One of the most famous mosaics from Pompeii is the so-called Cave canem-mosaic, depicting a ready-to-attack watchdog that greets the visitor upon arrival to the house. Together with a couple of more similar mosaics, the watchdog-motif has to a large extent been regarded as expressing a common décor for Roman house-entrances, fauces, to atrium-houses. However, the corpus of fauces-mosaics that was left behind after the destruction of Pompeii in the Vesuvian eruption in A.D. 79 was yet of a more varied nature. Not only could other figurative depictions adorn these mosaics, such as wrestlers, anchors or wild boars, but also abundant flower designs, rows of stones leading inwards, intricate meander-patterns and precious marble of foreign provenance. The present study puts focus on all these Pompeian fauces-mosaics. The aim is to approach how the Romans themselves viewed the house-entrance as a liminal space between the inside and outside world, and how the décor could serve as a communication tool. The study is conducted in several contextualising steps, among them a chronological, topographical and iconographical, which centre around questions such as: Did the mosaics’ subject-matter reflect any personal stand-point of the owner? Were the patterns specifically made for the space of the fauces proper? Were there certain motifs in vogue during certain periods? And why were no deities or mythological heroes depicted on the mosaics?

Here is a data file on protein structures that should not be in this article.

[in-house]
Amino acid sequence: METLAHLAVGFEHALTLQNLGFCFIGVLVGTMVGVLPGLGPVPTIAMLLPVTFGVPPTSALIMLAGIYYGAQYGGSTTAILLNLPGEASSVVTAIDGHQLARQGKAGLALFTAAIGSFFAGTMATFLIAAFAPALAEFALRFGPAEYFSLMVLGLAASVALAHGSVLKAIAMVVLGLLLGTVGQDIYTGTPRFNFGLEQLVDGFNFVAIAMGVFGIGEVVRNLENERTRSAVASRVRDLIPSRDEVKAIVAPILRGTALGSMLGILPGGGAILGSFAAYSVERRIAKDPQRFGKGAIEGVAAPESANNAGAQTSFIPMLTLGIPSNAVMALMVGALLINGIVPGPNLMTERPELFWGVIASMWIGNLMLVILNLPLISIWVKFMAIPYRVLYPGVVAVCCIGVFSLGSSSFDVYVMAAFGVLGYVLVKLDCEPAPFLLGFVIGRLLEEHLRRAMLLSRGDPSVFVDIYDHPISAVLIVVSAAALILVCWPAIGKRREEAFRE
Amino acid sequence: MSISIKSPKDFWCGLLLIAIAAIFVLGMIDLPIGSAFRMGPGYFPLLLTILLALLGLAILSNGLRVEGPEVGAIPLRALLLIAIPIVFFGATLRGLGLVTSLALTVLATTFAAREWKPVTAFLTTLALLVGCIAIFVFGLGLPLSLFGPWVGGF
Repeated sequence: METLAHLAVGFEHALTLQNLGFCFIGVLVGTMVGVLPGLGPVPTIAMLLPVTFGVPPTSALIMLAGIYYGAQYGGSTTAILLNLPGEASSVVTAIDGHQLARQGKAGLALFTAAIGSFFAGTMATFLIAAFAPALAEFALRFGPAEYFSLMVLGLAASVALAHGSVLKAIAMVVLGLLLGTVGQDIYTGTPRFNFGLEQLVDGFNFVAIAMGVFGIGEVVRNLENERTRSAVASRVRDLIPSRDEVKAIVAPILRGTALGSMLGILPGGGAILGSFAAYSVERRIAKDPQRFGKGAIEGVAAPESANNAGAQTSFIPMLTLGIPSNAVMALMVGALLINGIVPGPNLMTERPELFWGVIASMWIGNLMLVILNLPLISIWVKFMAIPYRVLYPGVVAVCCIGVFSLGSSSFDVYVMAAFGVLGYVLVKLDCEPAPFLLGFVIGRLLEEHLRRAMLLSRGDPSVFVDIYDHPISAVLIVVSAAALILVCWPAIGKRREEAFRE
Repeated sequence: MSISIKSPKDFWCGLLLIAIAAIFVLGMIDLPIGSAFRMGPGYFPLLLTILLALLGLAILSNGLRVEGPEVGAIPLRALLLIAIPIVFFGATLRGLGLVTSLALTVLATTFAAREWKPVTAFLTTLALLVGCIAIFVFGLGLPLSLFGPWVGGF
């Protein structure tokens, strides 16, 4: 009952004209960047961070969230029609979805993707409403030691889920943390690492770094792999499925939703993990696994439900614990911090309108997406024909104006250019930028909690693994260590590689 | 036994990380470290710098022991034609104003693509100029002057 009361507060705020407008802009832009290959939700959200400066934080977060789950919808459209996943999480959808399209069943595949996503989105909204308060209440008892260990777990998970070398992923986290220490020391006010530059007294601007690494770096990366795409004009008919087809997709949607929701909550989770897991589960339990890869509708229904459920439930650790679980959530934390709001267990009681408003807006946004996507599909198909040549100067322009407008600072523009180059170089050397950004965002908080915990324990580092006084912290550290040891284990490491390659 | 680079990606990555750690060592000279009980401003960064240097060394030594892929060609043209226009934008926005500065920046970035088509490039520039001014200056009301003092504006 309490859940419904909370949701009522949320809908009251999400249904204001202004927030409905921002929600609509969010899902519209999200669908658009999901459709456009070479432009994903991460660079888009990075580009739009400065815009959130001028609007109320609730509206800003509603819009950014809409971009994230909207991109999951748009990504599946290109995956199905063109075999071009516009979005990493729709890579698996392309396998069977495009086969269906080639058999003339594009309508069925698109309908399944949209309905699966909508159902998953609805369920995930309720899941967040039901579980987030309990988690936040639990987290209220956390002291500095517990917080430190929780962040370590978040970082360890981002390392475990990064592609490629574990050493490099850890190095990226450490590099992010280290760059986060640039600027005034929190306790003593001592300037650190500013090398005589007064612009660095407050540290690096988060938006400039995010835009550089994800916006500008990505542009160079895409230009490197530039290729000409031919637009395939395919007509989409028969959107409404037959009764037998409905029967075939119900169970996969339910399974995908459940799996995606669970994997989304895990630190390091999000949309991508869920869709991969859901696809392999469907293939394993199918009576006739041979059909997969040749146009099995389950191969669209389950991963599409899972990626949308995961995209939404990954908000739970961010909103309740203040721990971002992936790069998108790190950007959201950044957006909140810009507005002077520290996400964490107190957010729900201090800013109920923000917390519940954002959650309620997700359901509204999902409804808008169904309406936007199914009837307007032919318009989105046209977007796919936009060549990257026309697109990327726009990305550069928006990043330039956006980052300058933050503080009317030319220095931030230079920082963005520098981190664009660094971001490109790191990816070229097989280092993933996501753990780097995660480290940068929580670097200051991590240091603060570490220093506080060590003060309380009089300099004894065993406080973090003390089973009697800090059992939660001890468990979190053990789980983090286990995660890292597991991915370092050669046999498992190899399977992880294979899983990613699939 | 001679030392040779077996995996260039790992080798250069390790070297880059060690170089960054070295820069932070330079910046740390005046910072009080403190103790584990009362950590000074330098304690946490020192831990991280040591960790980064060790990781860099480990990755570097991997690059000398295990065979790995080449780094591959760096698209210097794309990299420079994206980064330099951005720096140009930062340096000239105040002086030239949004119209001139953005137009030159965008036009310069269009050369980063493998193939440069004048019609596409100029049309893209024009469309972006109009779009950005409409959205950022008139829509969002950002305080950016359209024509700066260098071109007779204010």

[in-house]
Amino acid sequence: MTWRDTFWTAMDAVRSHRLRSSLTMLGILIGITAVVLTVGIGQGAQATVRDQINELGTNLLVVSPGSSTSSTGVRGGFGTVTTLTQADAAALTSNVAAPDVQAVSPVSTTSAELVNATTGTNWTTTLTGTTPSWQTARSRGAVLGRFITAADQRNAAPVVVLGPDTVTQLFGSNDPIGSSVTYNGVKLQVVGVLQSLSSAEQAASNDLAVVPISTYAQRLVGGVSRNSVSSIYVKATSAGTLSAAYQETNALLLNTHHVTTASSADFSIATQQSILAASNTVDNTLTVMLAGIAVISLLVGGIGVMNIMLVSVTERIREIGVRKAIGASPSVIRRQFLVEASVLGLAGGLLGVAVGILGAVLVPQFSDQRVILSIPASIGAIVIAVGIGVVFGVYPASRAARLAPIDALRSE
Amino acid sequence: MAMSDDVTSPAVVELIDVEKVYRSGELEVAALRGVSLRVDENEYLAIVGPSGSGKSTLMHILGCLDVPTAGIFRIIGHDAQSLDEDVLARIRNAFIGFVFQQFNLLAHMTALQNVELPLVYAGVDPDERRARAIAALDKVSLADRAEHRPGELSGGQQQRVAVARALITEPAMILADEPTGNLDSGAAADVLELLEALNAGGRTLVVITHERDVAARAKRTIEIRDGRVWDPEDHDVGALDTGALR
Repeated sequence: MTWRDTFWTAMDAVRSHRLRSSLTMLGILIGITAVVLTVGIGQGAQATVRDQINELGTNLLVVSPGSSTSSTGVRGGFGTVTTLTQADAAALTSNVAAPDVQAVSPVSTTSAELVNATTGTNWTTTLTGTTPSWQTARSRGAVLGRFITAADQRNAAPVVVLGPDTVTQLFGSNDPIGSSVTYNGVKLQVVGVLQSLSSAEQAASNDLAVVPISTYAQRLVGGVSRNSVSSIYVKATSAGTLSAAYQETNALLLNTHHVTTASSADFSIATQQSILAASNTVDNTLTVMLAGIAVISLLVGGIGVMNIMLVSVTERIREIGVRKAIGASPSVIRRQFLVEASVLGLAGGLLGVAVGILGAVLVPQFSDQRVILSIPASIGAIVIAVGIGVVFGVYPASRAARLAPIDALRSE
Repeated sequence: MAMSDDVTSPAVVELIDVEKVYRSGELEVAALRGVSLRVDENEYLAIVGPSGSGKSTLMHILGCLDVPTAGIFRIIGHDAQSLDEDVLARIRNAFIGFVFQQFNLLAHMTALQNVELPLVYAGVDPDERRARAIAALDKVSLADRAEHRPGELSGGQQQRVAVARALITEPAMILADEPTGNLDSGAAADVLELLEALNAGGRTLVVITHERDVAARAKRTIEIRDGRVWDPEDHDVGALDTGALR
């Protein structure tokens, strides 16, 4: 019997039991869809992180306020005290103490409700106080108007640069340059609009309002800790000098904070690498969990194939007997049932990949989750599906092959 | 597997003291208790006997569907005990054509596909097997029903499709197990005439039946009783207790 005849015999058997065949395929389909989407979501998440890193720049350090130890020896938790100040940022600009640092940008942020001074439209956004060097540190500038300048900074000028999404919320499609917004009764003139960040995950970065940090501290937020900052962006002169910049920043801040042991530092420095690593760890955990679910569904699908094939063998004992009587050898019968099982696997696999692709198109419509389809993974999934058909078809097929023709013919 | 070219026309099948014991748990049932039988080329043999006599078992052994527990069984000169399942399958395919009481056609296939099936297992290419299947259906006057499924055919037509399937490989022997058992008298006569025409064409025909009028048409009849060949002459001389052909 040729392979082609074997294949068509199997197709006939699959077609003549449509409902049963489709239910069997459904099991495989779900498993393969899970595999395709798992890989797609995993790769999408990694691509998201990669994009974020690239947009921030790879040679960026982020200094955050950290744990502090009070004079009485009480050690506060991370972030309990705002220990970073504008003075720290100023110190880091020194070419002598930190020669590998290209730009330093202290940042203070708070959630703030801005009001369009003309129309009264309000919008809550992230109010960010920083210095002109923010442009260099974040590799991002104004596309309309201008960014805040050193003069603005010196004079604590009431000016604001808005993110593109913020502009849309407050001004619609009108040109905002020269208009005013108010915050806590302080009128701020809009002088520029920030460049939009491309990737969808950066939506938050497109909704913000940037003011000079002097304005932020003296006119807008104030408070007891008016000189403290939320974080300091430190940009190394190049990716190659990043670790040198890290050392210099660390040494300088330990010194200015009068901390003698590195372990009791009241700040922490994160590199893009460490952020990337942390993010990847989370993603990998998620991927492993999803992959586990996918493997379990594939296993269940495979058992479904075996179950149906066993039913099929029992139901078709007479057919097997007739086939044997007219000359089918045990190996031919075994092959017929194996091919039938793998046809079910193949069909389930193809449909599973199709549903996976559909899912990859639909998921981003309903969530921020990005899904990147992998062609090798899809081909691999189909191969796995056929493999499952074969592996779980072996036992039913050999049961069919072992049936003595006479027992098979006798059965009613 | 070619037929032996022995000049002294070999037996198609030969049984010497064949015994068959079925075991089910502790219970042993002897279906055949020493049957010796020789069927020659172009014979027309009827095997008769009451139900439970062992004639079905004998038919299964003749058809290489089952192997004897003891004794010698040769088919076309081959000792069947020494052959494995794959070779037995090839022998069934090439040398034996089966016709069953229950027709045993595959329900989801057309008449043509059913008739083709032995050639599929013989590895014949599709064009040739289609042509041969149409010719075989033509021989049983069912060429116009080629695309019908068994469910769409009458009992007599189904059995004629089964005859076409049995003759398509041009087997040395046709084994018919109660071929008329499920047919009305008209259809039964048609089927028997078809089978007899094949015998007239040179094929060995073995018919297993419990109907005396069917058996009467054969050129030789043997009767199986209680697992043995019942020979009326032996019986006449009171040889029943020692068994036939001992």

Fanny Kärfve, Department of Archaeology and Ancient History, Lund University. Greeting the visitor. A contextualising study of fauces-mosaics in Pompeii is her doctoral dissertation in Classical Archaeology and Ancient History.